Current Practice of the Chinese Court in the Use of the CISG and

Current Practice of the
Chinese Court in the Use
of the CISG and Main
Interpretative Trends
John Shijian Mo
Chair Professor and Dean of Faculty of Law, University of
April 2015
I. Overview
China does not have any formal case reporting system. It is
impossible to know officially how many CISG cases have
been tried in China since 1988 when China became a
member of CISG. Cases or case summaries can be found on
many governmental and commercial database.
The author has selected 98 cases randomly through several
websites of courts and commercial data providers. The case
samples cover a period between 1988 and 2014, both
Out of the 98 cases, 81 cases are reported with actual names
of the parties, and 17 cases are reported without disclosing
the true identities of the parties.
II Increasing use of the CISG
as a tendency
Cases determined between 1988 and 1999: 8
Cases determined between 2000 and 2010: 42
Cases determined between 2011 and 2014: 48
These cases are selected randomly, but the increasing
tendency to use the CISG by the parties and court to
resolve international sales dispute is clearly shown.
III. Geographical distribution of
Name of
cases and implications
of cases
IV. Distribution of foreign
parties and implications
Name of country
United States
Republic of Korea
Taiwan (China)
Hong Kong (China)
Number of
V. Identity of plaintiff and
In the 98 cases:
 Chinese parties act as plaintiffs in 50 cases,
including one defendant from Taiwan.
 Foreign parties act as plaintiffs in 48 cases,
including one case where a Chinese national
carrying on business in EU, but suing Chinese
defendants in his own name, and a case where a
Hong Kong seller is plaintiff.
These cases suggest that foreign parties consider
Chinese court is a viable forum to resolve their
disputes with Chinese parties.
VI. Statistics concerning trial
by default
There are 24 cases where default judgments are
Of them, 19 cases involve default by foreign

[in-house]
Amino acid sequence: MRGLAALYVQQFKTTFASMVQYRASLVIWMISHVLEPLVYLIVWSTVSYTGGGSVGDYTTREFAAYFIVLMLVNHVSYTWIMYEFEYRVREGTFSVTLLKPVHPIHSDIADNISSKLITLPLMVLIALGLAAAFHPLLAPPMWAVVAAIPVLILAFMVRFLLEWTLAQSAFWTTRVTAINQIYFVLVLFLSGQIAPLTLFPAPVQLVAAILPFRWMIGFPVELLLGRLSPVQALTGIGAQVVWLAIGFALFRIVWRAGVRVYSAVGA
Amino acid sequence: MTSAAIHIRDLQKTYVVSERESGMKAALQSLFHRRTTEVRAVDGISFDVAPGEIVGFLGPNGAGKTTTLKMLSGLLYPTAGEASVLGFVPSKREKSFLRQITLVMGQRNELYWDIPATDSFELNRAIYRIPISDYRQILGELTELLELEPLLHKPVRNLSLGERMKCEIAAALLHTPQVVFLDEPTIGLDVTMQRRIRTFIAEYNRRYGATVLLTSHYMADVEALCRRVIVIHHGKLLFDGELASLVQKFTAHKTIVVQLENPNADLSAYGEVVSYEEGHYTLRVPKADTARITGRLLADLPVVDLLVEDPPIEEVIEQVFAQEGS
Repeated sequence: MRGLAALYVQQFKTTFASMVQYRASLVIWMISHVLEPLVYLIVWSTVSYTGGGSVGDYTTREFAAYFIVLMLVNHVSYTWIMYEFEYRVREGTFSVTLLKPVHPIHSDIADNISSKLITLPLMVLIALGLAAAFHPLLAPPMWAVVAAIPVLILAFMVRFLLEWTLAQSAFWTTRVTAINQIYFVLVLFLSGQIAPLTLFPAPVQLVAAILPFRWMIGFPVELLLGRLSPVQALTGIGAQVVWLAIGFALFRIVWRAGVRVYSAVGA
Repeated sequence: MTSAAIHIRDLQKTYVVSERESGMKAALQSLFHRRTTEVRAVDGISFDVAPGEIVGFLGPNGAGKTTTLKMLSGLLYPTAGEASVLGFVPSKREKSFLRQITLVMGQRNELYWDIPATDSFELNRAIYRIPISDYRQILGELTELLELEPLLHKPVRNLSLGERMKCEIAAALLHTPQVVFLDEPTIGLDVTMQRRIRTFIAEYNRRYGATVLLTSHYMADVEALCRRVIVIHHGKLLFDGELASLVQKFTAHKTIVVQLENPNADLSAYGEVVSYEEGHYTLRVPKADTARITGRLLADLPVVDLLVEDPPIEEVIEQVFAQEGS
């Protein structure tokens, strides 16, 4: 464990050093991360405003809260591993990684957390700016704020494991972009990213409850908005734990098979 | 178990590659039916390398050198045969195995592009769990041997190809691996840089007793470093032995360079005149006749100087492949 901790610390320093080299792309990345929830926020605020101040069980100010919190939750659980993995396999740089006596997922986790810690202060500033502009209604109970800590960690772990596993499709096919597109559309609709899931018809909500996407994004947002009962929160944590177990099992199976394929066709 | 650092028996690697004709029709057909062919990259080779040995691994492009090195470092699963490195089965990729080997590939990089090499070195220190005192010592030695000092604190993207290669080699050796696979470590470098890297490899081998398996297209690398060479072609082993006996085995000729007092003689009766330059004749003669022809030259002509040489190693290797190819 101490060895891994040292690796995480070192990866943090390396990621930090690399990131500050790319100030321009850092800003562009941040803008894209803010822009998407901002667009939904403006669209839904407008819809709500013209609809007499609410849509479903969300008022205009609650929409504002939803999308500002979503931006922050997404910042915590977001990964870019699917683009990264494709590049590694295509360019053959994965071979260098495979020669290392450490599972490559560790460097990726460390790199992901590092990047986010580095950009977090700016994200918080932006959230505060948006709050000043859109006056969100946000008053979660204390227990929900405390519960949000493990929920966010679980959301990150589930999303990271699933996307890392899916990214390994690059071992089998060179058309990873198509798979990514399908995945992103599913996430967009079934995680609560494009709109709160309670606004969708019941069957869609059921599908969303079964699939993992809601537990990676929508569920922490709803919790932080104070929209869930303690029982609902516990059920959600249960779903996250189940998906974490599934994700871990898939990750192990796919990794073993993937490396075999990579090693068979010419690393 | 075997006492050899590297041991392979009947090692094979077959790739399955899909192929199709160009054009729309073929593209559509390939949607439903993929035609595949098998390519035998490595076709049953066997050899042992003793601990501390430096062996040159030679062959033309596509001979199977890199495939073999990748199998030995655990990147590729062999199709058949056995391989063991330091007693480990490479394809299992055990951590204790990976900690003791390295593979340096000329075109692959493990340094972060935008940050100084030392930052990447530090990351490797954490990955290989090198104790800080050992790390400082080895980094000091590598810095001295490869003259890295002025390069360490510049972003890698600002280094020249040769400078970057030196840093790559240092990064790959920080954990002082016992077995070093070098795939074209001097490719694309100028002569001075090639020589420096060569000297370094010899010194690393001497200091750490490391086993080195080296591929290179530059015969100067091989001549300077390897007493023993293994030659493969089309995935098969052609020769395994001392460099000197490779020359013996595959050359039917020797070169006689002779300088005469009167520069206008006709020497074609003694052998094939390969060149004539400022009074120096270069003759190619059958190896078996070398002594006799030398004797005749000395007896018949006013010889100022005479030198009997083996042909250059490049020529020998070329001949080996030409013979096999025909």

defendants and 5 cases involve default by Chinese
defendants. It is necessary to note that in one of the
cases involving default by foreign defendant, the
court actually finds in favor of the defendant by
dismissing the plaintiff’s claim for lack of evidence.
Most cases here are small claims under RMB 100,000.
But there are a couple of cases involving considerable
sum of money, such as several hundred thousands in
VII. Grounds for determining
the application of the CISG
Art 1 of the CISG states the grounds for the operation of the CISG
(1) This Convention applies to contracts of sale of goods between parties whose
places of business are in different States:
(a) when the States are Contracting States; or
(b) when the rules of private international law lead to the application of the law
of a Contracting State.
In the 20 cases, the courts apply the CISG directly on the ground that both
parties are from contracting states.
In 75 cases, the courts first refer to conflicts rules/private international law
rules of China, and then find the CISG applicable either because parties have
chosen the CISG or because parties are from CISG member countries. In such
cases, the courts often state that the CISG has not been excluded by the
There are 3 cases where the courts apply the CISG without explaining why.
In most of the cases, the courts state that for issues not regulated by the
CISG, the Chinese law should apply. But in one case, the National Supreme
Court of China at appeal states that the law of New York should be
supplementary law because parties have chosen this law.
VIII. Improvement on
reasoning of the judgment
China is mainly based on Civil law tradition. Under such
tradition, court judgments are generally brief without
In one early case, the court decides the case by referring
to the international convention (implicitly the CISG) and
commercial customs.
In 41 cases, the courts refer to provisions of the CISG
without actual or meaningful discussion of the provisions.
In the rest of the cases, the courts discuss the relevant
provisions and facts of the cases to varying extents before
delivering their judgments. Better reasoning is seen in
recent cases in comparison with early cases.
IX Analysis of representative case
Thyssen Krupp Metallurgical Products GmbH v Sinochem International(Overseas)